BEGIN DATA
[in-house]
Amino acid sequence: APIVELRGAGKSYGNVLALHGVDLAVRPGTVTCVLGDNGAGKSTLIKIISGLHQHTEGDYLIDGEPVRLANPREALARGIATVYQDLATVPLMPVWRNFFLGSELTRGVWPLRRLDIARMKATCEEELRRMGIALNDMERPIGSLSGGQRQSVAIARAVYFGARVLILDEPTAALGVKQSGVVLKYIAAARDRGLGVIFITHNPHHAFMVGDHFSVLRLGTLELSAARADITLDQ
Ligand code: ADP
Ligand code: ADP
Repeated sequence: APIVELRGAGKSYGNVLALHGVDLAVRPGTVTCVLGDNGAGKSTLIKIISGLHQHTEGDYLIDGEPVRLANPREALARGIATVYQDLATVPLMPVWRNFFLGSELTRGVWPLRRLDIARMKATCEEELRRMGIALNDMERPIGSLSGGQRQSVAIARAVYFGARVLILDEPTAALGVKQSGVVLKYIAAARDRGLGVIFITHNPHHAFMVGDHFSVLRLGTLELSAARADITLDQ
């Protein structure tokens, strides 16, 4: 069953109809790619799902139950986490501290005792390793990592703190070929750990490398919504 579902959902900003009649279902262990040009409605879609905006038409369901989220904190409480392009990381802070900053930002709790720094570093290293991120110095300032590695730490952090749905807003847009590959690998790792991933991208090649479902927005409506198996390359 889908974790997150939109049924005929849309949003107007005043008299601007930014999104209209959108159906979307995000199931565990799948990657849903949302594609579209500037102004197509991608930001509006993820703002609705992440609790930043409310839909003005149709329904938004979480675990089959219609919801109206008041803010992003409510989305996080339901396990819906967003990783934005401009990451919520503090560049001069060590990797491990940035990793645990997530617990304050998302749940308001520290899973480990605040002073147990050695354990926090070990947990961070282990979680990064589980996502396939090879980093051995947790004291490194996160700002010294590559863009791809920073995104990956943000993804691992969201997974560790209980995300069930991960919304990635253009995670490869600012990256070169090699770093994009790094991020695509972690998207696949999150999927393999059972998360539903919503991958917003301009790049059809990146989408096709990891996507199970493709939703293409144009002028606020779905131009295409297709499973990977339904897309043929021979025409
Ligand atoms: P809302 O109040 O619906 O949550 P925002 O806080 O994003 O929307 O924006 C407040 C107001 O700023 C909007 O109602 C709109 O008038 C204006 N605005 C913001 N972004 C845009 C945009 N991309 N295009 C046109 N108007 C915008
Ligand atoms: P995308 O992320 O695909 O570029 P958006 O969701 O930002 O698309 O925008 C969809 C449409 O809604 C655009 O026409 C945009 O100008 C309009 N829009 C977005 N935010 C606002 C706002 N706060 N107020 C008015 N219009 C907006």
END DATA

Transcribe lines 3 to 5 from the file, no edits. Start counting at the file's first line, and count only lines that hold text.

Ligand code: ADP
Ligand code: ADP
Repeated sequence: APIVELRGAGKSYGNVLALHGVDLAVRPGTVTCVLGDNGAGKSTLIKIISGLHQHTEGDYLIDGEPVRLANPREALARGIATVYQDLATVPLMPVWRNFFLGSELTRGVWPLRRLDIARMKATCEEELRRMGIALNDMERPIGSLSGGQRQSVAIARAVYFGARVLILDEPTAALGVKQSGVVLKYIAAARDRGLGVIFITHNPHHAFMVGDHFSVLRLGTLELSAARADITLDQ